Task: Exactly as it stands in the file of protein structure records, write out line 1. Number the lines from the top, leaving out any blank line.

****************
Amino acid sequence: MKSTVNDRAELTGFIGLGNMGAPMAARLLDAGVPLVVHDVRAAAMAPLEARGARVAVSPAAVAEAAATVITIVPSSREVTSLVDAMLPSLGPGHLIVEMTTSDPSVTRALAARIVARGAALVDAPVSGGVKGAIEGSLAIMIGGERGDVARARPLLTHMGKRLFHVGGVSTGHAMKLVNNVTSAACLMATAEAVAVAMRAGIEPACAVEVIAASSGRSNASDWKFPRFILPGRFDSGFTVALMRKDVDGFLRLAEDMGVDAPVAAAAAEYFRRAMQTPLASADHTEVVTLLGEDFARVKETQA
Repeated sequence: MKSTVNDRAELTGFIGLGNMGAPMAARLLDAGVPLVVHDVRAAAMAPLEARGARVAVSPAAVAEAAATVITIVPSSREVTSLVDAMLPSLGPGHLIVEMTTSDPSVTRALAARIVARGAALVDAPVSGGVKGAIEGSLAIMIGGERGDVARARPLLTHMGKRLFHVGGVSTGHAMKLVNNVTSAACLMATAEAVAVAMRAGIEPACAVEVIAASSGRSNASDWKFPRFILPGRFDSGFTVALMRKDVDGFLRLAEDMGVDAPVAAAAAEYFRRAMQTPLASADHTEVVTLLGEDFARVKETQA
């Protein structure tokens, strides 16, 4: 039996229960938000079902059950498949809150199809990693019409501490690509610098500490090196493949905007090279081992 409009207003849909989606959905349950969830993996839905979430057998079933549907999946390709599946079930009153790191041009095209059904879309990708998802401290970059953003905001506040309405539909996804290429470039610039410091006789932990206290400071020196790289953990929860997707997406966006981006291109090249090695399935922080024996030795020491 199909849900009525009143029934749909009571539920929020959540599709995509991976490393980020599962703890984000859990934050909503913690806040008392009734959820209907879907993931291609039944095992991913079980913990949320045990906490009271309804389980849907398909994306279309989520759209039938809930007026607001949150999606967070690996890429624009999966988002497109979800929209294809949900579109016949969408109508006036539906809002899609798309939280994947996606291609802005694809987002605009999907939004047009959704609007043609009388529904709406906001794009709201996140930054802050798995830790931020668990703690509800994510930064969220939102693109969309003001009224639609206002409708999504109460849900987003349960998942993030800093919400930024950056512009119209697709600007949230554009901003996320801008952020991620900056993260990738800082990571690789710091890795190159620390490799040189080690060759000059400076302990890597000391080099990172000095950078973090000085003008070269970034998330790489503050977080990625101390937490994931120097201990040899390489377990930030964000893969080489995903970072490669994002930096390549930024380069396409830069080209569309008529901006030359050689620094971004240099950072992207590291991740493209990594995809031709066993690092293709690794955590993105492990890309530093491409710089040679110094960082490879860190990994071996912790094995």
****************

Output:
Amino acid sequence: MKSTVNDRAELTGFIGLGNMGAPMAARLLDAGVPLVVHDVRAAAMAPLEARGARVAVSPAAVAEAAATVITIVPSSREVTSLVDAMLPSLGPGHLIVEMTTSDPSVTRALAARIVARGAALVDAPVSGGVKGAIEGSLAIMIGGERGDVARARPLLTHMGKRLFHVGGVSTGHAMKLVNNVTSAACLMATAEAVAVAMRAGIEPACAVEVIAASSGRSNASDWKFPRFILPGRFDSGFTVALMRKDVDGFLRLAEDMGVDAPVAAAAAEYFRRAMQTPLASADHTEVVTLLGEDFARVKETQA